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Vessel Number: HV000669
Date: 1913
Previous Owner:
Vessel Dimensions: 5 m × 1 m (16.41 ft × 3.28 ft)
Classification:Vessels and fittings
AIREYS is a clinker skiff rowed as a pair with a coxswain and built in 1913 by James (Jas) Edwards and Sons at Princes Bridge North in Melbourne Victoria. It was built for the Anglesea Recreation and Sports Club at the small seaside town of Anglesea in Victoria and is one of four Edwards-built craft commissioned by the club at this time. AIREYS and the other three craft have remained with the club for over a century. AIREYS is in original condition, representing the typical construction of rowing skiffs of their period and the workmanship of Edwards’s firm, one of the main rowing craft builders in Australia at that time. Edwards had a national reputation as the premier boat builders for competitive rowing as well as being extremely successful rowers themselves. The main occasion for which they were built and are still used is for a social regatta that began as a humorous challenge between the land and ladies of the well-to-do of Anglesea and Aireys Inlet in 1911. That regatta is still engaged in these four boats every year by over 150 oarsmen and women.
DescriptionThe pair-oared skiff is 5 metres long and 1 metre wide, with a plumb stem and rounded forefoot, a transom stern supporting a rudder with a coxswain sitting on the aft thwart and steering with a yoke and lines. There are two rowing thwarts, each opposed to gunwale-mounted brass rowlocks and stretchers in the bilge. The planking is New Zealand kauri which is copper riveted throughout, the frames are blue gum frames and gunwale strike rails are West Australian Jarrah. There is an oval-shaped, brass ‘Jas Edwards & Sons’ builder’s plate on the transom.

AIREYS and the other three craft were built for the Anglesea Recreation and Sports Club in 1913 for a sports day of ‘rowing, tennis, swimming and beer chewing’ which started as a “fau-formal” challenge from the lads at Anglesea to those of neighbouring Aireys Inlet in 1911. Anglesea and Aireys inlet just to the south are on the Great Ocean Road coastline about 100kms to the west of Port Phillip heads.

While the gauntlet to compete in the ‘Grand Challenge Cup’ was thrown down in 1913, the build up to it began early as 1887. The early land-holders of the two villages often met for river-side picnics that inevitably included all manner of sporting engagements which were central to these gatherings. As the Anglesea River was particularly suitable for events both on and in the water, these became the focus. By the turn of the century Aireys Inlet also held Sports Meetings at Christmas or Easter in which golf and tennis were the main events. However it was late in 1910 that a challenge was issued by Anglesea to Aireys Inlet. Unfortunately the original challenge and the response documents (which had a white feather affixed) held by the Noble & McMillen families were lost in the disastrous Ash Wednesday fires of 1983, but photographs of the documents survive and the text of both is provided at the end of this story.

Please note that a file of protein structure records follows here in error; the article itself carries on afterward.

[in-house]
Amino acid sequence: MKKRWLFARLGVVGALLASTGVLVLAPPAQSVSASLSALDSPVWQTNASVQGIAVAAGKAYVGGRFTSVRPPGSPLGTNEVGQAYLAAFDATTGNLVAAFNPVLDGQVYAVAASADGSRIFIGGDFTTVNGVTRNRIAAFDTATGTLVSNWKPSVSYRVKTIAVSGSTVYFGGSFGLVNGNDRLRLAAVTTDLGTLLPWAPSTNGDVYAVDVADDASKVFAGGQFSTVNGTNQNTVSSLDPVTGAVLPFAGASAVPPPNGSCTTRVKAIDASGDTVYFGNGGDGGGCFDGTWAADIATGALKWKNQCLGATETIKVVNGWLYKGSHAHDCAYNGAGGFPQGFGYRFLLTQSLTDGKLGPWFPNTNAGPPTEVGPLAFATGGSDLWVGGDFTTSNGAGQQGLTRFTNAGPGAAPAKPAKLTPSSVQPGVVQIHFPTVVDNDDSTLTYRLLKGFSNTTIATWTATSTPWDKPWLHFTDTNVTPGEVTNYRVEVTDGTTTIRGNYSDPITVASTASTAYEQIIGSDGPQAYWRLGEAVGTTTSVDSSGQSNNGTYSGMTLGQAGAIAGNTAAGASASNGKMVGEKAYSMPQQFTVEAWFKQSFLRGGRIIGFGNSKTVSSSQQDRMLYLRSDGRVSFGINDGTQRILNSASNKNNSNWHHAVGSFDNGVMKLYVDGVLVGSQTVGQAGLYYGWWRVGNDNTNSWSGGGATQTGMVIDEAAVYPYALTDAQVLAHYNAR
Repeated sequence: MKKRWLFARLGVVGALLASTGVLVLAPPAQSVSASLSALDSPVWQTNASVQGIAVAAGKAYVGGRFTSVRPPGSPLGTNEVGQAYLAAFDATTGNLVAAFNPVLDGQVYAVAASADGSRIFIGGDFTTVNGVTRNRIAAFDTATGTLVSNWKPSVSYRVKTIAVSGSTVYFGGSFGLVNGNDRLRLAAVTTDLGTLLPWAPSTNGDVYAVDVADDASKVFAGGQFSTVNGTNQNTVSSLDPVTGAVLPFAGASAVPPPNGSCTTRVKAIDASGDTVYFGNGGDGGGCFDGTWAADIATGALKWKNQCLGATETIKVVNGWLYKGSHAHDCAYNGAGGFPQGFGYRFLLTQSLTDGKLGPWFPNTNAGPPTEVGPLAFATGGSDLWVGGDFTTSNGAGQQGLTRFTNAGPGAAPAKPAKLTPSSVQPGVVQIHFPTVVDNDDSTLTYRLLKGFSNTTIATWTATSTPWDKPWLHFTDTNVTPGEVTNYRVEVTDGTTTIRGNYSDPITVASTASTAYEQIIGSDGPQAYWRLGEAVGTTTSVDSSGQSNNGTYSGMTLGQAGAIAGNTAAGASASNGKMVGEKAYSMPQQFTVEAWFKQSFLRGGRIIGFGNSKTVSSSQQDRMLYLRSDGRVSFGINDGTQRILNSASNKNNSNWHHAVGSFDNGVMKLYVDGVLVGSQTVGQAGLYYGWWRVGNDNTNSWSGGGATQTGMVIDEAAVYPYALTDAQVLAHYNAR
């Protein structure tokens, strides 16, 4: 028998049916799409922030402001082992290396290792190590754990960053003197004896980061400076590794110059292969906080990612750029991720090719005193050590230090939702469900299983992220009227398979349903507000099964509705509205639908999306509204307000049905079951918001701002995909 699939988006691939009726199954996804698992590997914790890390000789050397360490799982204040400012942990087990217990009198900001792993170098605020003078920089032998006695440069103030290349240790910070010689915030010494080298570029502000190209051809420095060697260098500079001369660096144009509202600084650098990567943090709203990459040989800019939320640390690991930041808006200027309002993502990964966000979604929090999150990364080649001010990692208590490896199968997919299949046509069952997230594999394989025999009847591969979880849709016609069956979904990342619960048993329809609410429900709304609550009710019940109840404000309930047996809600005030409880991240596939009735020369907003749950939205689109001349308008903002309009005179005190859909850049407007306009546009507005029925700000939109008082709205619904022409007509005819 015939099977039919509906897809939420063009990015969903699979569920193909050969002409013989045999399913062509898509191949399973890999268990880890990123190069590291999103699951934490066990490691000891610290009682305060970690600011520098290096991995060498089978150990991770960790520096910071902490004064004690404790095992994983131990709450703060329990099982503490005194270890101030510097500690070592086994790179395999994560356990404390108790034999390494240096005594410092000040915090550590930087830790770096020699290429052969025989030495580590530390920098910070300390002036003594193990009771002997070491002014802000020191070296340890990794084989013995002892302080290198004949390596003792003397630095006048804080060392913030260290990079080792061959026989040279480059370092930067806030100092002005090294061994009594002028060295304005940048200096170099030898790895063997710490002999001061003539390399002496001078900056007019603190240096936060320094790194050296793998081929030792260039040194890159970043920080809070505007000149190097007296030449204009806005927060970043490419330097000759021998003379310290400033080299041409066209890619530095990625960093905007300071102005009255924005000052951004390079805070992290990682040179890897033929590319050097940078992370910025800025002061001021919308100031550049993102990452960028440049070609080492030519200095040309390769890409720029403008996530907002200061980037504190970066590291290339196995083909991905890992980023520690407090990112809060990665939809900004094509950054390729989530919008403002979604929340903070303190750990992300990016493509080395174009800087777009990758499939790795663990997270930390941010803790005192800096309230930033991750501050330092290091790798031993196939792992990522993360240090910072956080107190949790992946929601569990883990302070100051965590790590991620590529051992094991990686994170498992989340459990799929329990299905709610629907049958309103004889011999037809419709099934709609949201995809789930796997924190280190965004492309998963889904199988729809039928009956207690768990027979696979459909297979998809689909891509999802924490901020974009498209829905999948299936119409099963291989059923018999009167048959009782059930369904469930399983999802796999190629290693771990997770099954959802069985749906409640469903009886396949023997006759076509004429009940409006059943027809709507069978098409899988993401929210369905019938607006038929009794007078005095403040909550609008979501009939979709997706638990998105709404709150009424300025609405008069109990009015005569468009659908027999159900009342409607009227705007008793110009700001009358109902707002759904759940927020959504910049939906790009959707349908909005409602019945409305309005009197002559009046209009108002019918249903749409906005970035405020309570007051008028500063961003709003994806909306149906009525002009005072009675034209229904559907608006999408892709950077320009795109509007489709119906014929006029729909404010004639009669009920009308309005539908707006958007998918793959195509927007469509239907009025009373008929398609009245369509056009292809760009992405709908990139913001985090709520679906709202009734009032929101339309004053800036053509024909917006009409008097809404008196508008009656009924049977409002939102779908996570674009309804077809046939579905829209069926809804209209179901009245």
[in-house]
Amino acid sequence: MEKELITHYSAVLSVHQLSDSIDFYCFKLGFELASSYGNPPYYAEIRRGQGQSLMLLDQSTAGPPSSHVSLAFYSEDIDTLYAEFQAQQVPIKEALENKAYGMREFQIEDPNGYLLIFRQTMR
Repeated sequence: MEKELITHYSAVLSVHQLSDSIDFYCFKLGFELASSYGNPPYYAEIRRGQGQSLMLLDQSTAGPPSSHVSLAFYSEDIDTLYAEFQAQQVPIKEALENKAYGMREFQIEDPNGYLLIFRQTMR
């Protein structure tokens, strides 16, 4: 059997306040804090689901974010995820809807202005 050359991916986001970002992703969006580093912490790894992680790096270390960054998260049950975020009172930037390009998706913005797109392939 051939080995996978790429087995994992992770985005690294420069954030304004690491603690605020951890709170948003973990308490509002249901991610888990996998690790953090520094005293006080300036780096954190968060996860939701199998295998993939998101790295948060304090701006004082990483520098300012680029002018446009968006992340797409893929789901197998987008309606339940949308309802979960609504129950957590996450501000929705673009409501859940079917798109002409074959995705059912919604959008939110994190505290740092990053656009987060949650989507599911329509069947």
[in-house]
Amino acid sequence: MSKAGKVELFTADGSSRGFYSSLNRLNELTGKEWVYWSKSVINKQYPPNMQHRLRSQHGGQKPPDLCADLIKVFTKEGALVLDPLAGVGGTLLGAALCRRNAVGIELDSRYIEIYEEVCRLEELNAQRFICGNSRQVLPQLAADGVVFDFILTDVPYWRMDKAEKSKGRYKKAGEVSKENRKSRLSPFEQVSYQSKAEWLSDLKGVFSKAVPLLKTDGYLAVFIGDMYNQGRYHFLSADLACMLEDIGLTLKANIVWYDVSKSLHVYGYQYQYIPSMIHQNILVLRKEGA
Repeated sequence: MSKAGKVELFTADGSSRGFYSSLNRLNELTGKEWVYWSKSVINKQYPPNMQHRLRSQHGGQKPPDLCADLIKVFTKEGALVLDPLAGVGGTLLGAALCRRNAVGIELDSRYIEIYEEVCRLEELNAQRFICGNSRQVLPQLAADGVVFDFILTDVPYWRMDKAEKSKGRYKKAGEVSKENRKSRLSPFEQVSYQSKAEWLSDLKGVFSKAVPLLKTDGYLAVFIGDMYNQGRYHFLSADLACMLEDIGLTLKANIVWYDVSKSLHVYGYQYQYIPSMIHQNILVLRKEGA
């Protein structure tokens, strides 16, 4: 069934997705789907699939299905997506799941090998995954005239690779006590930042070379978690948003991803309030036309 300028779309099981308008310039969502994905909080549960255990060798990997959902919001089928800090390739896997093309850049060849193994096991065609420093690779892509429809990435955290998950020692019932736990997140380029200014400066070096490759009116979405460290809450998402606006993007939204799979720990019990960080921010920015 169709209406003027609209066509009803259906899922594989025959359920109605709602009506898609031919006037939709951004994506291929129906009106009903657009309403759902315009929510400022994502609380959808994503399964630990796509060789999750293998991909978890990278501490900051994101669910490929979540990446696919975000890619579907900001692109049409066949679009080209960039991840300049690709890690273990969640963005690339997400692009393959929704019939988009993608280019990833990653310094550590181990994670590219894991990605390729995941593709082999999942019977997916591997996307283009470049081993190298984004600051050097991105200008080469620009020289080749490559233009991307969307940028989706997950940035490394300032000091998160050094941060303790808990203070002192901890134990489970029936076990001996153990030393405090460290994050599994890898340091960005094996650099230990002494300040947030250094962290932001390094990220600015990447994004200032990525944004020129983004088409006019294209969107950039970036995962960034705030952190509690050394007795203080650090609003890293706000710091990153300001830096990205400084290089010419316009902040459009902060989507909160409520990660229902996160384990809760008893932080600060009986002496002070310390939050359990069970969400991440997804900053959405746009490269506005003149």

The New Years Day ‘Grand Challenge Cup’ regatta was a major social event of the summer with many well-off Melbourne and Geelong families represented. It has been held every year since except for two years during World War II. The regatta has always been managed by a committee of volunteers whose fathers and grandfathers preceded them in the same roles: a tradition that has been maintained as well as the boats.

AIREYS has been maintained in original condition and has been housed in the club’s shed that was built for specifically the four boats in about 1916. On the low ground of the eastern river bank, it appears that the humid environment of the shed and has been a key factor in their longevity and the excellent condition of all four boats today.

The 1911 Challenge from Anglesea to Aireys Inlet set out the events to be contested and the rules under which they would be engaged, While rowing is the only one of the original program that is still conducted, it is run in the spirit established by these original rules – a spirit the reflects the Australian sense of humour that has become some recognisable to us today.

In a rather sad prologue, several of those few who started this unique event enlisted and fought with the A.I.F. at Gallipoli and on the Western Front. Some returned.


We, the undersigned, being the crème de la crème of the residents of the township of Anglesea River, formerly Swampy Creek, do hereby challenge the like residents – if there be any - of the village of Aireys Inlet sometimes termed Split Point, to despatch a team of young men to do battle with the aforementioned undersigned in any of the athletic arts hereunder mentioned – the aforesaid meeting to take place at Anglesea River at any date agreed upon by the captains of the opposing sides, between the dates of December 25th 1910 and January 5th 1911.
Appended are the bones of contention together with the conditions thereto attached.